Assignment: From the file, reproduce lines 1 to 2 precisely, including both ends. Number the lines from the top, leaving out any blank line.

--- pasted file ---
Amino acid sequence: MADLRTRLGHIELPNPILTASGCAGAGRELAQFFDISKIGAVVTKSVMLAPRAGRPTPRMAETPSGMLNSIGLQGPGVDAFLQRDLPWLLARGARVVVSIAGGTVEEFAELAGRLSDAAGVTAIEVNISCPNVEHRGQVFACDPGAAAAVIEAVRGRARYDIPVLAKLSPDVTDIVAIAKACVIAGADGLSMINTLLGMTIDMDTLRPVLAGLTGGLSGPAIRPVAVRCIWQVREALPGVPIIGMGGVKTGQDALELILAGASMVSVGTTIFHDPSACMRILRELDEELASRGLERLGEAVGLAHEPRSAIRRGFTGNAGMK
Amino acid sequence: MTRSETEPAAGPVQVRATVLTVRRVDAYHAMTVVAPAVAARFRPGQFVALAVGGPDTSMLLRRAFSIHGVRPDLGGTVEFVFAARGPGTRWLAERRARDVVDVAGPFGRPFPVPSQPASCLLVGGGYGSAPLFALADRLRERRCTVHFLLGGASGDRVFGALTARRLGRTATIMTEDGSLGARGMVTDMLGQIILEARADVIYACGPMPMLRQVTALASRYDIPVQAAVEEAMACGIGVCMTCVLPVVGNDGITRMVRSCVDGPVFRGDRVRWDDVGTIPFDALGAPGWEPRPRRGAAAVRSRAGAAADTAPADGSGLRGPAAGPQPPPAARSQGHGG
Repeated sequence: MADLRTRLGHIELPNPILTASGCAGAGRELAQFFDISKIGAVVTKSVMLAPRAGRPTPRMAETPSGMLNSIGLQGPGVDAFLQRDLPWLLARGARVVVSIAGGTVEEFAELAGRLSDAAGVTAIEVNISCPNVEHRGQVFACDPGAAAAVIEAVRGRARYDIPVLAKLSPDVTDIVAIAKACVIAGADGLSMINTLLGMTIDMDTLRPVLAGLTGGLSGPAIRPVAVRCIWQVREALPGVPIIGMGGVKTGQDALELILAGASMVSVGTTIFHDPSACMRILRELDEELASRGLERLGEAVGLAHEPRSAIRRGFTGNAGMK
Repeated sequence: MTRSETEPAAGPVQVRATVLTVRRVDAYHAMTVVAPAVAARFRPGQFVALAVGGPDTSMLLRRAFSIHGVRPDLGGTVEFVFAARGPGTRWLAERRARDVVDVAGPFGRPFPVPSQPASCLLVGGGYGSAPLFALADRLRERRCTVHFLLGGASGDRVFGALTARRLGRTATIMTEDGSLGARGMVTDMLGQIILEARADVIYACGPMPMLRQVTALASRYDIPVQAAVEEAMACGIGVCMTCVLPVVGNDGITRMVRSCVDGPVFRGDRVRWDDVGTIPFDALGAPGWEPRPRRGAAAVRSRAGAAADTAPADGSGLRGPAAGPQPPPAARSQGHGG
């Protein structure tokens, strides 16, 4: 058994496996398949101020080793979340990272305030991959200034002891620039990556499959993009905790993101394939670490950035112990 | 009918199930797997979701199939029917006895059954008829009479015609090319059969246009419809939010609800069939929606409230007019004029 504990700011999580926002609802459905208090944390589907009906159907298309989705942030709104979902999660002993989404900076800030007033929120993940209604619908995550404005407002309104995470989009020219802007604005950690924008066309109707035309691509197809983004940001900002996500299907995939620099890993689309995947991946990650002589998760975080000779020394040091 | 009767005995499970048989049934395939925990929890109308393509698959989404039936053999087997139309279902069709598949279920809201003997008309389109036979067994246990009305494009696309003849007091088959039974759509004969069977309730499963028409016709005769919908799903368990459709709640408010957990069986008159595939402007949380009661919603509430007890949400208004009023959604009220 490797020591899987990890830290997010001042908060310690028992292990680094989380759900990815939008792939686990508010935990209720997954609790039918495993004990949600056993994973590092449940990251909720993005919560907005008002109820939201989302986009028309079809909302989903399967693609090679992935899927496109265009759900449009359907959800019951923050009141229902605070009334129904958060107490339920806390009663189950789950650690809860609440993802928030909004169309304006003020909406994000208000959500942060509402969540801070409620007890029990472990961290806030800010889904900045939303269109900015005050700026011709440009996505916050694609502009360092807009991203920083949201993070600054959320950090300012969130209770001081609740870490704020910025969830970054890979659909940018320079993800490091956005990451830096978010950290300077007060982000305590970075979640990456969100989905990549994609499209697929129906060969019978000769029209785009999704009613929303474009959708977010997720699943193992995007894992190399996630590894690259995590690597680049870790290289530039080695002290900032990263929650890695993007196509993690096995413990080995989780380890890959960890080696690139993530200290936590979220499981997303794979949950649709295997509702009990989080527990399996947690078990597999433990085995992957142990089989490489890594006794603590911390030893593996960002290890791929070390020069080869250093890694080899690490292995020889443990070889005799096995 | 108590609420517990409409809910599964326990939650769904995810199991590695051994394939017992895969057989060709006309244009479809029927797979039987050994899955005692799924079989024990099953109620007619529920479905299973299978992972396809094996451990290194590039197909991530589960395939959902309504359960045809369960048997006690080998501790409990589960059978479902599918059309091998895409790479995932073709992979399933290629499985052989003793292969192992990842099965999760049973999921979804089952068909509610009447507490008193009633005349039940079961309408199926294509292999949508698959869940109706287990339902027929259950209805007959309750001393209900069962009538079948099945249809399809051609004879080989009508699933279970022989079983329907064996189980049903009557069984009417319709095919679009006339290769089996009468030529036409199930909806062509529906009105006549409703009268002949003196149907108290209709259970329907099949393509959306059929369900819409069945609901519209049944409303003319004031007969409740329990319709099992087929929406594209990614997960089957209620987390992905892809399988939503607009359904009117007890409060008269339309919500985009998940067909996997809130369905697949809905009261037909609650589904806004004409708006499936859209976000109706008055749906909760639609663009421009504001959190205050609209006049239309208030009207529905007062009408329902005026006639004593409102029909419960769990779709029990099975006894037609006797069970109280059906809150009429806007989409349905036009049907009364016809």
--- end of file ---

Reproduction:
Amino acid sequence: MADLRTRLGHIELPNPILTASGCAGAGRELAQFFDISKIGAVVTKSVMLAPRAGRPTPRMAETPSGMLNSIGLQGPGVDAFLQRDLPWLLARGARVVVSIAGGTVEEFAELAGRLSDAAGVTAIEVNISCPNVEHRGQVFACDPGAAAAVIEAVRGRARYDIPVLAKLSPDVTDIVAIAKACVIAGADGLSMINTLLGMTIDMDTLRPVLAGLTGGLSGPAIRPVAVRCIWQVREALPGVPIIGMGGVKTGQDALELILAGASMVSVGTTIFHDPSACMRILRELDEELASRGLERLGEAVGLAHEPRSAIRRGFTGNAGMK
Amino acid sequence: MTRSETEPAAGPVQVRATVLTVRRVDAYHAMTVVAPAVAARFRPGQFVALAVGGPDTSMLLRRAFSIHGVRPDLGGTVEFVFAARGPGTRWLAERRARDVVDVAGPFGRPFPVPSQPASCLLVGGGYGSAPLFALADRLRERRCTVHFLLGGASGDRVFGALTARRLGRTATIMTEDGSLGARGMVTDMLGQIILEARADVIYACGPMPMLRQVTALASRYDIPVQAAVEEAMACGIGVCMTCVLPVVGNDGITRMVRSCVDGPVFRGDRVRWDDVGTIPFDALGAPGWEPRPRRGAAAVRSRAGAAADTAPADGSGLRGPAAGPQPPPAARSQGHGG